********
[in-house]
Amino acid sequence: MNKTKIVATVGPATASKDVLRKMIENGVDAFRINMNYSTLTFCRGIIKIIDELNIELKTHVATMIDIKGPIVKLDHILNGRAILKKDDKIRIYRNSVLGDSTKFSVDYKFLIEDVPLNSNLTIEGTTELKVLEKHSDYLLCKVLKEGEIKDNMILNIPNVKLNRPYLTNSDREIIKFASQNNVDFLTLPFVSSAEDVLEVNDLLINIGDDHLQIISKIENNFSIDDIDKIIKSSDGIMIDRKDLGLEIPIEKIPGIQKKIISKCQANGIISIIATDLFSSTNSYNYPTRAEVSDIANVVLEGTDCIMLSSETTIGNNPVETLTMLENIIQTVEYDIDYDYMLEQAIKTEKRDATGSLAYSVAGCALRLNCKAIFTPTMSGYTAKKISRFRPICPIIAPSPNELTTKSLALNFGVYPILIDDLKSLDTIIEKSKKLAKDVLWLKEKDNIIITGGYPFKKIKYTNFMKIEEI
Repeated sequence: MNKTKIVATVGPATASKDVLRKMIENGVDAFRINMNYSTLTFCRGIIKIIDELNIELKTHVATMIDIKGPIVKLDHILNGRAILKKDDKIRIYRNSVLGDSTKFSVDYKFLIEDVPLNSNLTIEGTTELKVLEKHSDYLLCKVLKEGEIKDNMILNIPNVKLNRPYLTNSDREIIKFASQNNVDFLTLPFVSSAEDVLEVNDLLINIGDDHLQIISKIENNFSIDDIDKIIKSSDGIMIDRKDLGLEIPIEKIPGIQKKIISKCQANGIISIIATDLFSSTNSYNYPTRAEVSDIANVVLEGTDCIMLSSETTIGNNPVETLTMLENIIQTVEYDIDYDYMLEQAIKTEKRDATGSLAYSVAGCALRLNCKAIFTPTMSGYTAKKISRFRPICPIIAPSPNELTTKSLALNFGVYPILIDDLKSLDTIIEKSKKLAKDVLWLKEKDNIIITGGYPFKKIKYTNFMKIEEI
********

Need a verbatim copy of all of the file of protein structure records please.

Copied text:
[in-house]
Amino acid sequence: MNKTKIVATVGPATASKDVLRKMIENGVDAFRINMNYSTLTFCRGIIKIIDELNIELKTHVATMIDIKGPIVKLDHILNGRAILKKDDKIRIYRNSVLGDSTKFSVDYKFLIEDVPLNSNLTIEGTTELKVLEKHSDYLLCKVLKEGEIKDNMILNIPNVKLNRPYLTNSDREIIKFASQNNVDFLTLPFVSSAEDVLEVNDLLINIGDDHLQIISKIENNFSIDDIDKIIKSSDGIMIDRKDLGLEIPIEKIPGIQKKIISKCQANGIISIIATDLFSSTNSYNYPTRAEVSDIANVVLEGTDCIMLSSETTIGNNPVETLTMLENIIQTVEYDIDYDYMLEQAIKTEKRDATGSLAYSVAGCALRLNCKAIFTPTMSGYTAKKISRFRPICPIIAPSPNELTTKSLALNFGVYPILIDDLKSLDTIIEKSKKLAKDVLWLKEKDNIIITGGYPFKKIKYTNFMKIEEI
Repeated sequence: MNKTKIVATVGPATASKDVLRKMIENGVDAFRINMNYSTLTFCRGIIKIIDELNIELKTHVATMIDIKGPIVKLDHILNGRAILKKDDKIRIYRNSVLGDSTKFSVDYKFLIEDVPLNSNLTIEGTTELKVLEKHSDYLLCKVLKEGEIKDNMILNIPNVKLNRPYLTNSDREIIKFASQNNVDFLTLPFVSSAEDVLEVNDLLINIGDDHLQIISKIENNFSIDDIDKIIKSSDGIMIDRKDLGLEIPIEKIPGIQKKIISKCQANGIISIIATDLFSSTNSYNYPTRAEVSDIANVVLEGTDCIMLSSETTIGNNPVETLTMLENIIQTVEYDIDYDYMLEQAIKTEKRDATGSLAYSVAGCALRLNCKAIFTPTMSGYTAKKISRFRPICPIIAPSPNELTTKSLALNFGVYPILIDDLKSLDTIIEKSKKLAKDVLWLKEKDNIIITGGYPFKKIKYTNFMKIEEI